1. If you havent read this book it is an absolute must read. Its by Phillip K Dick, they guy who wrote “A Scanner Darkly” and “Do Androids Dream of Electric Sheep”. Its the definitive wold war 2 alternate history story, the USA is split down the middle half owned by Japan and half by the Soviets.

      1. I should maybe point out that when I went to school, WWII was quite fresh in the minds of the adults, being only 2 wars back (after Korea).

        Today’s history courses have a handful of wars to cover between now and then, so I think the Japanese conflict has faded a little.

        That’s why it’s “the bombs ended the war” without giving as much detail.

        1. Your right I am British myself and we were on the winning side, When i was educated about the War I was taught roughly the same. I do think some of the bad things the Allies did was brushed a side and glossed over with how glorious and brave our men were. I do think the bombing of Japan was necessary, I also think the Emperor of Japan should have given up after the first bomb. That is what could have saved lots of lives.

          I also think too many people have a goodies/baddies view of the war. We all know Hitler was a crazy nutter but the German forces (excluding the SS) were just normal people like us before the war. They were called up to fight for their country and I think most people would fight for their country if told too. I think German soldiers have been demonised since the war. It is a bit of a shame a lot of these guys gave their lives for Hitler. Their country seems to be ashamed of their past and rightly so to a certain extent however there was good and bad on both sides. While we brush it over we expect them to remember the bad they done.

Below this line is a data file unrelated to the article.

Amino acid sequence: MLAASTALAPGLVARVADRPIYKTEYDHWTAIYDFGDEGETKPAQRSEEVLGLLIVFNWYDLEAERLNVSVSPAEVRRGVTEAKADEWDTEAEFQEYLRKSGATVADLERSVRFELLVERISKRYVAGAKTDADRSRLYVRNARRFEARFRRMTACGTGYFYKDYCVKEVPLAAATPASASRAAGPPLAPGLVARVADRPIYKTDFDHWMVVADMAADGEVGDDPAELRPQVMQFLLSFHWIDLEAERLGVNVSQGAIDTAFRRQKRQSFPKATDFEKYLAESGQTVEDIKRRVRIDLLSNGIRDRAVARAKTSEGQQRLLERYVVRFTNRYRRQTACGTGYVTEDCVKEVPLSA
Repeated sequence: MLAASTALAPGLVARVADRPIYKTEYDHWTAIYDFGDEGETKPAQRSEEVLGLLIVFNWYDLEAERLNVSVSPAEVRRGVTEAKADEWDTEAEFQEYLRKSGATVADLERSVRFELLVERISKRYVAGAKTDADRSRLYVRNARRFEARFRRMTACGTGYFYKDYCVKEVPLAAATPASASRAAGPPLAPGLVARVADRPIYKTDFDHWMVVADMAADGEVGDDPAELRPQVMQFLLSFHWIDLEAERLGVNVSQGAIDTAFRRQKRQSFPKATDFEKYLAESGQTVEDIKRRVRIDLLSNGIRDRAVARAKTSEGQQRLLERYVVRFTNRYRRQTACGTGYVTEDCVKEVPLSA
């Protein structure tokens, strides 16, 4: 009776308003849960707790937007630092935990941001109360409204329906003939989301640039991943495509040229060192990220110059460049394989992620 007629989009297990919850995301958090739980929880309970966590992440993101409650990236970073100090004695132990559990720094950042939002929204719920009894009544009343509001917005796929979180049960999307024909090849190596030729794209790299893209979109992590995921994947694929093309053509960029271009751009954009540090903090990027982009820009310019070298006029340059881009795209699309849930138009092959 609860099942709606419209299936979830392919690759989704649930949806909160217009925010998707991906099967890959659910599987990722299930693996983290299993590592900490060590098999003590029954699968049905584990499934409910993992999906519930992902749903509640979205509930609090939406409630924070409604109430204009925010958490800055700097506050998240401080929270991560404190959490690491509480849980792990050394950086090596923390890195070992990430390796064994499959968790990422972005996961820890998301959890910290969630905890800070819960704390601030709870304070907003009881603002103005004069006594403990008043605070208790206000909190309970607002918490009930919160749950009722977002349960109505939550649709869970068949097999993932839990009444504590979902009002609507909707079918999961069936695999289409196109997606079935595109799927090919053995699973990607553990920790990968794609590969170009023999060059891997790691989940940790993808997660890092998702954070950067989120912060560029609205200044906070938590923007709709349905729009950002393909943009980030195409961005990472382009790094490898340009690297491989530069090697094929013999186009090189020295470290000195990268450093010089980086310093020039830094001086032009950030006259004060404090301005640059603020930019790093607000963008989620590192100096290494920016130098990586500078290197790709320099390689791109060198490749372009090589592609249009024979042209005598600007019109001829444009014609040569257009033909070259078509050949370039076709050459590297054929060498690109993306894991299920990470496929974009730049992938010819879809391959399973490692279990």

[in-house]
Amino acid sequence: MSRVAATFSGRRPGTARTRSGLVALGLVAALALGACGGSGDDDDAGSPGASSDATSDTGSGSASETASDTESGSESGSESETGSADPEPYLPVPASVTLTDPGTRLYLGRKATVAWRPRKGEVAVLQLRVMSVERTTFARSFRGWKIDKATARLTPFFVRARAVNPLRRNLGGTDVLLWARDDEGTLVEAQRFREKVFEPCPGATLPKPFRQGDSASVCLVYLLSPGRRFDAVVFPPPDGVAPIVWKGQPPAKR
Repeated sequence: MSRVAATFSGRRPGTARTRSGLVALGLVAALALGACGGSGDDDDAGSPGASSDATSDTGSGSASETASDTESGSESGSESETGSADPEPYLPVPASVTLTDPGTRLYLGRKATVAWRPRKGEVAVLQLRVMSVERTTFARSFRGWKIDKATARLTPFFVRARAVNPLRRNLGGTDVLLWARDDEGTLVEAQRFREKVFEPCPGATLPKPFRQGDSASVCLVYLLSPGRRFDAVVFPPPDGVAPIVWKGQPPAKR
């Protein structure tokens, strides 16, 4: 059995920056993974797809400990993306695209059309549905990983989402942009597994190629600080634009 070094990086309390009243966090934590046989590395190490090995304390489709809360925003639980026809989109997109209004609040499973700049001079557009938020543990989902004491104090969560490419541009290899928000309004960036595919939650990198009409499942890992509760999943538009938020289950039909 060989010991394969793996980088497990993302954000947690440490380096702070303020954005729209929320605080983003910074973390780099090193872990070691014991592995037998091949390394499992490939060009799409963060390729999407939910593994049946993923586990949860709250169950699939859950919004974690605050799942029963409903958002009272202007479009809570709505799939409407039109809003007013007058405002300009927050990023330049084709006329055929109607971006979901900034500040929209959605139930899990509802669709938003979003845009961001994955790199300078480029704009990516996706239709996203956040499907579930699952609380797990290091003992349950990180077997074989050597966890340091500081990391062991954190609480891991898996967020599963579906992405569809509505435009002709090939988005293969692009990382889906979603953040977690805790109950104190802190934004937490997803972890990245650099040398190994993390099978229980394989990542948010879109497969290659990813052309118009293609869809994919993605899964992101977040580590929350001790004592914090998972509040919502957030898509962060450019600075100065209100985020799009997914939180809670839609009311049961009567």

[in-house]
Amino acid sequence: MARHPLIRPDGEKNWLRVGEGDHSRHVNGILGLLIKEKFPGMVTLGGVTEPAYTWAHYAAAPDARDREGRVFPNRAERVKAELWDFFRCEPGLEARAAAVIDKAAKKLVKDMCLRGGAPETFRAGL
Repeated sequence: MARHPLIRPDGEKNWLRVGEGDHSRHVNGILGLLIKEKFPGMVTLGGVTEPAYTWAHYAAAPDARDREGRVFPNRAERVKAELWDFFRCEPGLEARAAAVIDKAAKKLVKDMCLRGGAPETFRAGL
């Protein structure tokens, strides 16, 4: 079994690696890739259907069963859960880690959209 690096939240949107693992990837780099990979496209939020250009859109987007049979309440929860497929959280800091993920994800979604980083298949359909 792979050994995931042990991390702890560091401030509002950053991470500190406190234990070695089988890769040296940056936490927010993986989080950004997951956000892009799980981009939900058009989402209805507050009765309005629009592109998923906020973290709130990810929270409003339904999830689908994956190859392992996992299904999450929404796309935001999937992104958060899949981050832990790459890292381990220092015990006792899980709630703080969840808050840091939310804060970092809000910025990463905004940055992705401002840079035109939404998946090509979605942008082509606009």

2. This is pretty much what we were taught as well. Anyone who questions the rationale behind the bombings has to put himself in the shoes of the person in 1945, not the person of 2015, and do the math. It was justified then, easily enough, by counting the expected casualties caused by an invasion (millions) and expected casualties caused by bombing, and the math is clear even to this day. It was much less expensive a toll in human life to bomb those two cities, than it would have been to invade. We were shown figures on the bombings, pictures, and told that the two bombs killed fewer civilians than would have died in just the conventional bombing leading up to an invasion and that the two bombs killed fewer people than the one bombing raid on Tokyo just a few months before. Seems pretty straight forward.

      3. Also of note, the poisonous and long-lasting nature of radioactive fallout was completely unknown at the time of the bombings.

        So far as anyone knew at the time, atomic bombs were like conventional bombs. They would flatten a city, but otherwise cause no long-lasting harm.

        It was the medical reports and correlations of area sicknesses around Hiroshima and Nagasaki that first got scientists clued in to the hazards of radioactivity.

        In times past it was common to have full-torso X-ray machines in doctors’ offices that you simply walked behind, or X-ray machines in shoe stores that would show your foot bones inside the shoes.

        Check out this video of a pedestrian usage of radioactivity to see what I mean:

        https://www.youtube.com/watch?v=9Q1gksqqhLU

        So, yeah… it turned out to be a poisonous mess, but no one knew that would happen at the time.

        From Truman’s point of view, it was just a big bomb.